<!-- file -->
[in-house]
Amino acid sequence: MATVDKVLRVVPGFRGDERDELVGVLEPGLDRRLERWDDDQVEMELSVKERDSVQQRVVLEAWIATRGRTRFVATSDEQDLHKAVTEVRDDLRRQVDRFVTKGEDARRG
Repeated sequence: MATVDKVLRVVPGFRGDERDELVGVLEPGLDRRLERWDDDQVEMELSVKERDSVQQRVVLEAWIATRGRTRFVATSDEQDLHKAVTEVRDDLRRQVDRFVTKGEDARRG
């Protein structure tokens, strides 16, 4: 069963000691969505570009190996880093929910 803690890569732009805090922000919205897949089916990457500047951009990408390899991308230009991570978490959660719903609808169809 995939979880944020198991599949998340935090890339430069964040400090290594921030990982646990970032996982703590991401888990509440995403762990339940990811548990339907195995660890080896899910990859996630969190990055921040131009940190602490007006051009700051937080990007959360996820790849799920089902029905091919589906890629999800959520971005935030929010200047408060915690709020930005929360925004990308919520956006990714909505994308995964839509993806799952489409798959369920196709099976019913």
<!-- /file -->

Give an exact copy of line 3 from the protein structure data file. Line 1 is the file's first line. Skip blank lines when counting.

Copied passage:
Repeated sequence: MATVDKVLRVVPGFRGDERDELVGVLEPGLDRRLERWDDDQVEMELSVKERDSVQQRVVLEAWIATRGRTRFVATSDEQDLHKAVTEVRDDLRRQVDRFVTKGEDARRG